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Politics Birx tells grandmother's story in social distancing plea

02:55  26 march  2020
02:55  26 march  2020 Source:   msn.com

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Dr. Deborah Birx, the coordinator of the White House coronavirus task force, took a personal tact on Wednesday as she made her latest plea to the American public to practice social distancing.

Birx noted that her grandmother Leah lived with a lifetime of guilt, because she caught the flu at school and, in turn, infected her mother. Leah’s mother, who had just given birth, died of the flu — one of an estimated 50 million worldwide who died in the 1918 influenza epidemic, Birx said.

“She never forgot that she was the child that was in school that innocently bought that flu home,” Birx said of her grandmother, who was 11 at the time. “This is why we keep saying to every American: You have a role to protect each and every person that you interact with. We have a role to protect one another.”

Dr. Deborah Birx, White House coronavirus response coordinator, speaks about the coronavirus in the James Brady Briefing Room, Wednesday, March 25, 2020, in Washington. (AP Photo/Alex Brandon) © Provided by Associated Press Dr. Deborah Birx, White House coronavirus response coordinator, speaks about the coronavirus in the James Brady Briefing Room, Wednesday, March 25, 2020, in Washington. (AP Photo/Alex Brandon)

Birx, who has become a regular at President Donald Trump’s daily updates on the crisis, has been perhaps the most outspoken in pressing the call for Americans to be mindful in how they are interacting with others.

This isn’t the first time she’s spoken in personal terms about the need for social distancing. She told reporters earlier this week that she stayed away from the White House over the weekend after coming down with a low-grade fever. 

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Birx said she went to Walter Reed National Military Medical Center late Saturday night and was tested. The test came back was negative. She said it was probably “a GI (gastrointestinal) thing.”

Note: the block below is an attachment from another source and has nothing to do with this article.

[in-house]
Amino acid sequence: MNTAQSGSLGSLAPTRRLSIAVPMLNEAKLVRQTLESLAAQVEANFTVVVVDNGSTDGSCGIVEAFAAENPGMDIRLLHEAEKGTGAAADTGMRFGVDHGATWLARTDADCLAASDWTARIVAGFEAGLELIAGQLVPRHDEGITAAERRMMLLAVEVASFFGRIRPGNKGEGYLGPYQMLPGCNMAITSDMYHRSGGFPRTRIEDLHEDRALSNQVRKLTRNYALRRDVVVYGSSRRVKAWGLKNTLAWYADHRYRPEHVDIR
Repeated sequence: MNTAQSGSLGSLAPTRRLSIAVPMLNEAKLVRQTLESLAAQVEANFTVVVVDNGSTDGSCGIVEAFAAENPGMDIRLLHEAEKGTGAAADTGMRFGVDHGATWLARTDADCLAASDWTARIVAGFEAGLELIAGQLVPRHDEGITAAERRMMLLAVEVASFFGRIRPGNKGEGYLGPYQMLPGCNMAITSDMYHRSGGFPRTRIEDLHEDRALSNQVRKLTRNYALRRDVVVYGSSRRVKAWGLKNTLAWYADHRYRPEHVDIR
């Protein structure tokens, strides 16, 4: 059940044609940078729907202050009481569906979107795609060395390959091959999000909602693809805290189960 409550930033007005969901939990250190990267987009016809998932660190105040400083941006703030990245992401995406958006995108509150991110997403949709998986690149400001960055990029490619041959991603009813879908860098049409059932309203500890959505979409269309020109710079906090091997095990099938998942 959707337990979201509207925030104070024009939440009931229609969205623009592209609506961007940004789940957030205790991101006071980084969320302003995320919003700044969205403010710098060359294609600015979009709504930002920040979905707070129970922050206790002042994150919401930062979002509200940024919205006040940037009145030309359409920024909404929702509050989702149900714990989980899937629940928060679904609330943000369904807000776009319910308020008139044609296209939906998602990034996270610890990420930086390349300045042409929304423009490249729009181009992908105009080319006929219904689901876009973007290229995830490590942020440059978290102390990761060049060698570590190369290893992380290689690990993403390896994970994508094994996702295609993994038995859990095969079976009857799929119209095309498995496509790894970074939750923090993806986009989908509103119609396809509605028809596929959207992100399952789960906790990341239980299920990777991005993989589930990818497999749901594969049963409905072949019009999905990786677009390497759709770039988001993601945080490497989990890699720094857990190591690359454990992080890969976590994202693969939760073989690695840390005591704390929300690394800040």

Previously, she’s spoken of avoiding seeing her young grandchildren in recent weeks out of abundance of caution, and noted her own millennial daughters as she’s made the case for young Americans to do their part to stop the spread of the virus.

For most people, the new coronavirus causes mild or moderate symptoms, such as fever and cough that clear up in two to three weeks. For some, especially older adults and people with existing health problems, it can cause more severe illness, including pneumonia and death. The vast majority of people recover.

Birx, who has served as the U.S. global AIDS coordinator since 2014, said that her grandmother’s heartache over passing on the flu to her mother in 1918 didn’t go away.

“I can tell you, my grandmother lived with that for 88 years,” Birx said, and added: “This is not a theoretic. This is a reality.”

Coronavirus: No, we aren't even close to ready to ease up on social distancing .
We shouldn’t consider relaxing social distancing until we slow the spread, deal with supply shortages and prepare to deal with patient surges.In recent days, there have been prominent US voices calling for a stop to social distancing soon, citing rationale that the consequences of social distancing are worse than the impact of COVID-19 itself. It’s worth looking very closely at that claim, where we are in the U.S.  epidemic and what happens if we stop the social distancing efforts in place around the country.

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